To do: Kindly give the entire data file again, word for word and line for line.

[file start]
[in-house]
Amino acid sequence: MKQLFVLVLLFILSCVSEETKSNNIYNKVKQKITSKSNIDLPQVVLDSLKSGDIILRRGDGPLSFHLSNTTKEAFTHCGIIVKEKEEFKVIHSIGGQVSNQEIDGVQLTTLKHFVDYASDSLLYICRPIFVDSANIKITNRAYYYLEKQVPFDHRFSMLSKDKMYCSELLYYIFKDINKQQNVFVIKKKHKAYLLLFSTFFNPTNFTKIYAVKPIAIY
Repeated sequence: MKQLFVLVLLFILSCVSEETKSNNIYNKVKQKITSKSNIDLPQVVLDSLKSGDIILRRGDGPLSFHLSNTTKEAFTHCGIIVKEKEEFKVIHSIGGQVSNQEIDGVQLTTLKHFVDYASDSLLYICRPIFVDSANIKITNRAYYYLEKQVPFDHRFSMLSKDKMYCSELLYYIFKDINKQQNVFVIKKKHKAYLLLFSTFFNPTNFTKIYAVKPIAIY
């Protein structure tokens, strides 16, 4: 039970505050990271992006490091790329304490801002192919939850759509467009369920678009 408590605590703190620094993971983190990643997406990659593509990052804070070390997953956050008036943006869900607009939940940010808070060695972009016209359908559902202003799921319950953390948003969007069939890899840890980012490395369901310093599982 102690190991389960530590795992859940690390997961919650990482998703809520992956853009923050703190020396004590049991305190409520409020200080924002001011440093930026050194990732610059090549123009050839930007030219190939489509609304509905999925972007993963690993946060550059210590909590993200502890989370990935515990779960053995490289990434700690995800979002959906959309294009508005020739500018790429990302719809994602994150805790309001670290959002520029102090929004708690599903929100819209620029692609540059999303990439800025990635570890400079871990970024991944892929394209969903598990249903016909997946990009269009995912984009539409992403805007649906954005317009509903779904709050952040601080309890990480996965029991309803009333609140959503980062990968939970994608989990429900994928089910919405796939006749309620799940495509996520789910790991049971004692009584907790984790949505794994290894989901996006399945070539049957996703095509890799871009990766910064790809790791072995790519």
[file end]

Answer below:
[in-house]
Amino acid sequence: MKQLFVLVLLFILSCVSEETKSNNIYNKVKQKITSKSNIDLPQVVLDSLKSGDIILRRGDGPLSFHLSNTTKEAFTHCGIIVKEKEEFKVIHSIGGQVSNQEIDGVQLTTLKHFVDYASDSLLYICRPIFVDSANIKITNRAYYYLEKQVPFDHRFSMLSKDKMYCSELLYYIFKDINKQQNVFVIKKKHKAYLLLFSTFFNPTNFTKIYAVKPIAIY
Repeated sequence: MKQLFVLVLLFILSCVSEETKSNNIYNKVKQKITSKSNIDLPQVVLDSLKSGDIILRRGDGPLSFHLSNTTKEAFTHCGIIVKEKEEFKVIHSIGGQVSNQEIDGVQLTTLKHFVDYASDSLLYICRPIFVDSANIKITNRAYYYLEKQVPFDHRFSMLSKDKMYCSELLYYIFKDINKQQNVFVIKKKHKAYLLLFSTFFNPTNFTKIYAVKPIAIY
């Protein structure tokens, strides 16, 4: 039970505050990271992006490091790329304490801002192919939850759509467009369920678009 408590605590703190620094993971983190990643997406990659593509990052804070070390997953956050008036943006869900607009939940940010808070060695972009016209359908559902202003799921319950953390948003969007069939890899840890980012490395369901310093599982 102690190991389960530590795992859940690390997961919650990482998703809520992956853009923050703190020396004590049991305190409520409020200080924002001011440093930026050194990732610059090549123009050839930007030219190939489509609304509905999925972007993963690993946060550059210590909590993200502890989370990935515990779960053995490289990434700690995800979002959906959309294009508005020739500018790429990302719809994602994150805790309001670290959002520029102090929004708690599903929100819209620029692609540059999303990439800025990635570890400079871990970024991944892929394209969903598990249903016909997946990009269009995912984009539409992403805007649906954005317009509903779904709050952040601080309890990480996965029991309803009333609140959503980062990968939970994608989990429900994928089910919405796939006749309620799940495509996520789910790991049971004692009584907790984790949505794994290894989901996006399945070539049957996703095509890799871009990766910064790809790791072995790519």